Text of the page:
The shuttle made a late-morning pit stop Saturday at the Forum — former home of the Los Angeles Lakers — where it was greeted in the arena's parking lot by a throng of cheering spectators. It was late to its second public celebration that included a dance performance choreographed by Debbie Allen.
For most of the way, Endeavour straddled wide boulevards — Manchester, Crenshaw, Martin Luther King Jr. The one exception was when the shuttle ambled through a slightly curved residential street lined with apartment buildings on both sides — a spot that caused some delay.
As it wound through South Los Angeles, residents welcomed its presence. Before the move, some lamented over the loss of shade as trees were chopped down to provide clearance.
Others thought it was a decent trade.
"If you have to go through a little bit of pain to have something nice for the community, then it's worth it," said Pamela Tucker, who lives a block away from Crenshaw Boulevard in Los Angeles.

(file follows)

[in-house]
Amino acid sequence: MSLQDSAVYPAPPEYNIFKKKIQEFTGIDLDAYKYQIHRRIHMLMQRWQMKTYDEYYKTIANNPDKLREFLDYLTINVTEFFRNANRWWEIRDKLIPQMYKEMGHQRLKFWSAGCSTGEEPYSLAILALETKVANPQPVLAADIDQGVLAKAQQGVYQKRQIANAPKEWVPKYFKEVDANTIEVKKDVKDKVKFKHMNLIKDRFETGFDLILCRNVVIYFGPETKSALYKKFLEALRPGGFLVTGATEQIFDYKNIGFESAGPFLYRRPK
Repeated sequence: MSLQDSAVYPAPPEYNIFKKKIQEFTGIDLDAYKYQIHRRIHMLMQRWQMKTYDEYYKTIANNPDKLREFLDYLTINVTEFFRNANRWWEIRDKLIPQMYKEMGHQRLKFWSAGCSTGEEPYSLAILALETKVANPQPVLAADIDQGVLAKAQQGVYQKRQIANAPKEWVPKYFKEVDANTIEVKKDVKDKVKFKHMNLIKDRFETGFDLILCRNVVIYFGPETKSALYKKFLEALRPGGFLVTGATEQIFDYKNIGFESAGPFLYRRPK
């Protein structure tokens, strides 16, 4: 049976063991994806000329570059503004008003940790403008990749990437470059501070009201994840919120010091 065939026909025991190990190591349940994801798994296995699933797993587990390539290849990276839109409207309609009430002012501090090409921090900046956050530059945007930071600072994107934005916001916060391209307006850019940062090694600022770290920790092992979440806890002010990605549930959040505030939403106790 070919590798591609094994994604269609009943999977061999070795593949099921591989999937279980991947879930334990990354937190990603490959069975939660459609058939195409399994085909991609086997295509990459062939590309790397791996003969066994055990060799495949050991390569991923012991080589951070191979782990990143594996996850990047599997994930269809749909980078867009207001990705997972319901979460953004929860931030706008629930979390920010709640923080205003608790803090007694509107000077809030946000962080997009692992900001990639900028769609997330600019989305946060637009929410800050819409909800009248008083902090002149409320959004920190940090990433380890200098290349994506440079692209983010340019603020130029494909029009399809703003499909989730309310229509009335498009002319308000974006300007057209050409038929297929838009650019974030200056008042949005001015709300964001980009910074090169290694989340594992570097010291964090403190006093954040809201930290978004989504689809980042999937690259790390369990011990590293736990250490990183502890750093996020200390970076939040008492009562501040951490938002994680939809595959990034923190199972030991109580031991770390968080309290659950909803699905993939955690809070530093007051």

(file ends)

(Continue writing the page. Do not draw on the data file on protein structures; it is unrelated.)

When Endeavour rolls down King Boulevard, special attention will be paid to the pine trees planted in honor of the slain civil rights leader.
Endeavour may have circled the globe nearly 4,700 times, but its roots are grounded in California. Its main engines were fabricated in the San Fernando Valley. The heat tiles were invented in Silicon Valley. Its "fly-by-wire" technology was developed in the Los Angeles suburb of Downey.
It's no longer shiny and sleek, like when it first rolled off the assembly line in the Mojave Desert in 1991 to replace the lost Challenger. As it cruised block-by-block, it's hard to miss what 123 million miles in space and two dozen re-entries can do to the exterior.
Shuffling Endeavour through city streets was a laborious undertaking — nearly a year in the making. It could not be taken apart without damaging the delicate tiles. Airlifting it was out of the question. So was driving on freeways since it was too massive to fit through underpasses.
There were consequences. Several hundred Inglewood residents suffered hours-long outages when power lines were temporarily snipped. Some businesses lost customers because of street and sidewalk closures.
Such a move is not cheap. The cross-town transport was estimated at $10 million, to be paid for by the science center and private donations.
Associated Press writer Christopher Weber in Los Angeles contributed to this story.
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